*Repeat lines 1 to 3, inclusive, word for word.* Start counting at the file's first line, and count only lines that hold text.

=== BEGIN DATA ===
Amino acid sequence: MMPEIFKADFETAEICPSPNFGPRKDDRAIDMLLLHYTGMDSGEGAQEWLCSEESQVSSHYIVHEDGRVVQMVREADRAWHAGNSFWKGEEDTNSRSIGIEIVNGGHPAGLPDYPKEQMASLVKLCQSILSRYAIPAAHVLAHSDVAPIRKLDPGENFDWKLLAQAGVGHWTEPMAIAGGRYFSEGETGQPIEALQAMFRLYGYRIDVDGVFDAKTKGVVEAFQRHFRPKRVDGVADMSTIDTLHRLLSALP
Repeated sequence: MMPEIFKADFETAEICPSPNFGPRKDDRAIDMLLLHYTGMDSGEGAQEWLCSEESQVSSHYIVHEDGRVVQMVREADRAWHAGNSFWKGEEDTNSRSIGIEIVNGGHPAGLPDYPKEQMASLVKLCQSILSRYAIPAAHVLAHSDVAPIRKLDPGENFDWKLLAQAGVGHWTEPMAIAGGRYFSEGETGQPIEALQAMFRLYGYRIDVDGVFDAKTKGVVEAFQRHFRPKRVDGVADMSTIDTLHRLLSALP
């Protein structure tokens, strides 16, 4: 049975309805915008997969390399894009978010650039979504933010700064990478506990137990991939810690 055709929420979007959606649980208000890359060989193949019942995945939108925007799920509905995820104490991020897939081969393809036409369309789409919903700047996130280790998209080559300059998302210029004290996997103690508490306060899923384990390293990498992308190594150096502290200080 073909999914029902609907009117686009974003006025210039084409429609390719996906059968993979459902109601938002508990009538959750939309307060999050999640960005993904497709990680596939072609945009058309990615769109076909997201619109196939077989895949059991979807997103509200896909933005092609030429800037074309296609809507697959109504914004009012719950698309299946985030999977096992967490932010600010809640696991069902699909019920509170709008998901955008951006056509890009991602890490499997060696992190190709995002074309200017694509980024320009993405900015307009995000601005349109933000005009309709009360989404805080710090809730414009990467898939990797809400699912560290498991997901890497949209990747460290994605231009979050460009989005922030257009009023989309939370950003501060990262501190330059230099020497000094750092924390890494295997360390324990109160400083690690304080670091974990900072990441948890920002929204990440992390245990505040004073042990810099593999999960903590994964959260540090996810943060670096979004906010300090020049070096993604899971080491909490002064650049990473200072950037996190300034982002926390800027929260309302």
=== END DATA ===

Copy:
Amino acid sequence: MMPEIFKADFETAEICPSPNFGPRKDDRAIDMLLLHYTGMDSGEGAQEWLCSEESQVSSHYIVHEDGRVVQMVREADRAWHAGNSFWKGEEDTNSRSIGIEIVNGGHPAGLPDYPKEQMASLVKLCQSILSRYAIPAAHVLAHSDVAPIRKLDPGENFDWKLLAQAGVGHWTEPMAIAGGRYFSEGETGQPIEALQAMFRLYGYRIDVDGVFDAKTKGVVEAFQRHFRPKRVDGVADMSTIDTLHRLLSALP
Repeated sequence: MMPEIFKADFETAEICPSPNFGPRKDDRAIDMLLLHYTGMDSGEGAQEWLCSEESQVSSHYIVHEDGRVVQMVREADRAWHAGNSFWKGEEDTNSRSIGIEIVNGGHPAGLPDYPKEQMASLVKLCQSILSRYAIPAAHVLAHSDVAPIRKLDPGENFDWKLLAQAGVGHWTEPMAIAGGRYFSEGETGQPIEALQAMFRLYGYRIDVDGVFDAKTKGVVEAFQRHFRPKRVDGVADMSTIDTLHRLLSALP
């Protein structure tokens, strides 16, 4: 049975309805915008997969390399894009978010650039979504933010700064990478506990137990991939810690 055709929420979007959606649980208000890359060989193949019942995945939108925007799920509905995820104490991020897939081969393809036409369309789409919903700047996130280790998209080559300059998302210029004290996997103690508490306060899923384990390293990498992308190594150096502290200080 073909999914029902609907009117686009974003006025210039084409429609390719996906059968993979459902109601938002508990009538959750939309307060999050999640960005993904497709990680596939072609945009058309990615769109076909997201619109196939077989895949059991979807997103509200896909933005092609030429800037074309296609809507697959109504914004009012719950698309299946985030999977096992967490932010600010809640696991069902699909019920509170709008998901955008951006056509890009991602890490499997060696992190190709995002074309200017694509980024320009993405900015307009995000601005349109933000005009309709009360989404805080710090809730414009990467898939990797809400699912560290498991997901890497949209990747460290994605231009979050460009989005922030257009009023989309939370950003501060990262501190330059230099020497000094750092924390890494295997360390324990109160400083690690304080670091974990900072990441948890920002929204990440992390245990505040004073042990810099593999999960903590994964959260540090996810943060670096979004906010300090020049070096993604899971080491909490002064650049990473200072950037996190300034982002926390800027929260309302």